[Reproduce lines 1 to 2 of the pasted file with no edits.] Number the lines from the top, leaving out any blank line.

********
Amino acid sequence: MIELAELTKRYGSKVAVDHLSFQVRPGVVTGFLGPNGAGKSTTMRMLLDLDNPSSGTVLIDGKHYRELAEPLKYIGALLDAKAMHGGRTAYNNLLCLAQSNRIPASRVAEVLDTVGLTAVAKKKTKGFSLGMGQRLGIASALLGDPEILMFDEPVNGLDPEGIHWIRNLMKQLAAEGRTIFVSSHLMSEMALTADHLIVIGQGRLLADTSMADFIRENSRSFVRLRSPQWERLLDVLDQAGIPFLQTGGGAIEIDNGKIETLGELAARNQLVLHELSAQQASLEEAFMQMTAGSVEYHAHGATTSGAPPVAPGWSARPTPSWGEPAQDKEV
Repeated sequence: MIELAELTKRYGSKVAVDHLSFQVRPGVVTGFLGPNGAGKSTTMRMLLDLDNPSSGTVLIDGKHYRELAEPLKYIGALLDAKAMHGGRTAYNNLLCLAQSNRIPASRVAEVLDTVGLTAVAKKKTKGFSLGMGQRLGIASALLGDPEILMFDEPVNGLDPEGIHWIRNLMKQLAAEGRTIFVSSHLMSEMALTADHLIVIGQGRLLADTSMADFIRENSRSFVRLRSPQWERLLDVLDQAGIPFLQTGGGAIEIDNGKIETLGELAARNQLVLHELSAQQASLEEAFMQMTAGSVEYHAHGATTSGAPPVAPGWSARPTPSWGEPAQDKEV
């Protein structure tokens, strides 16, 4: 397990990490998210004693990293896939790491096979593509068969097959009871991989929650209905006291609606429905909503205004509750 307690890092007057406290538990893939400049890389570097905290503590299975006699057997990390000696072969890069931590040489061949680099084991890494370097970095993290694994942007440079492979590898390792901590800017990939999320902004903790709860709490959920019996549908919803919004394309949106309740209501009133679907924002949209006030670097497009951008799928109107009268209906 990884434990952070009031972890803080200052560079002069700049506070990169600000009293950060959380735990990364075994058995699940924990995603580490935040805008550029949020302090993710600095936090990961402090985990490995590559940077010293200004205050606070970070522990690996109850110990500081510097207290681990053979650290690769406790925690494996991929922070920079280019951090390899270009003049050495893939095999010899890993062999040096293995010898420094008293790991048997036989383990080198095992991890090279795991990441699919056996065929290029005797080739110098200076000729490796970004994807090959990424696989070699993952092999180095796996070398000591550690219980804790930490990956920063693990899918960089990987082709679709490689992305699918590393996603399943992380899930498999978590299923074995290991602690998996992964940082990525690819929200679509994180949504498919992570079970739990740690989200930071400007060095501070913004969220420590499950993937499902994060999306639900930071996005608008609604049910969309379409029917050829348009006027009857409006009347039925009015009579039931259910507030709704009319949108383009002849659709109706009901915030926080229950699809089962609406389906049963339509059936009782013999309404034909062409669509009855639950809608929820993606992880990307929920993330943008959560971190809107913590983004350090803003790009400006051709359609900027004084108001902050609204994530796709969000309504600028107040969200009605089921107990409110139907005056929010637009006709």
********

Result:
Amino acid sequence: MIELAELTKRYGSKVAVDHLSFQVRPGVVTGFLGPNGAGKSTTMRMLLDLDNPSSGTVLIDGKHYRELAEPLKYIGALLDAKAMHGGRTAYNNLLCLAQSNRIPASRVAEVLDTVGLTAVAKKKTKGFSLGMGQRLGIASALLGDPEILMFDEPVNGLDPEGIHWIRNLMKQLAAEGRTIFVSSHLMSEMALTADHLIVIGQGRLLADTSMADFIRENSRSFVRLRSPQWERLLDVLDQAGIPFLQTGGGAIEIDNGKIETLGELAARNQLVLHELSAQQASLEEAFMQMTAGSVEYHAHGATTSGAPPVAPGWSARPTPSWGEPAQDKEV
Repeated sequence: MIELAELTKRYGSKVAVDHLSFQVRPGVVTGFLGPNGAGKSTTMRMLLDLDNPSSGTVLIDGKHYRELAEPLKYIGALLDAKAMHGGRTAYNNLLCLAQSNRIPASRVAEVLDTVGLTAVAKKKTKGFSLGMGQRLGIASALLGDPEILMFDEPVNGLDPEGIHWIRNLMKQLAAEGRTIFVSSHLMSEMALTADHLIVIGQGRLLADTSMADFIRENSRSFVRLRSPQWERLLDVLDQAGIPFLQTGGGAIEIDNGKIETLGELAARNQLVLHELSAQQASLEEAFMQMTAGSVEYHAHGATTSGAPPVAPGWSARPTPSWGEPAQDKEV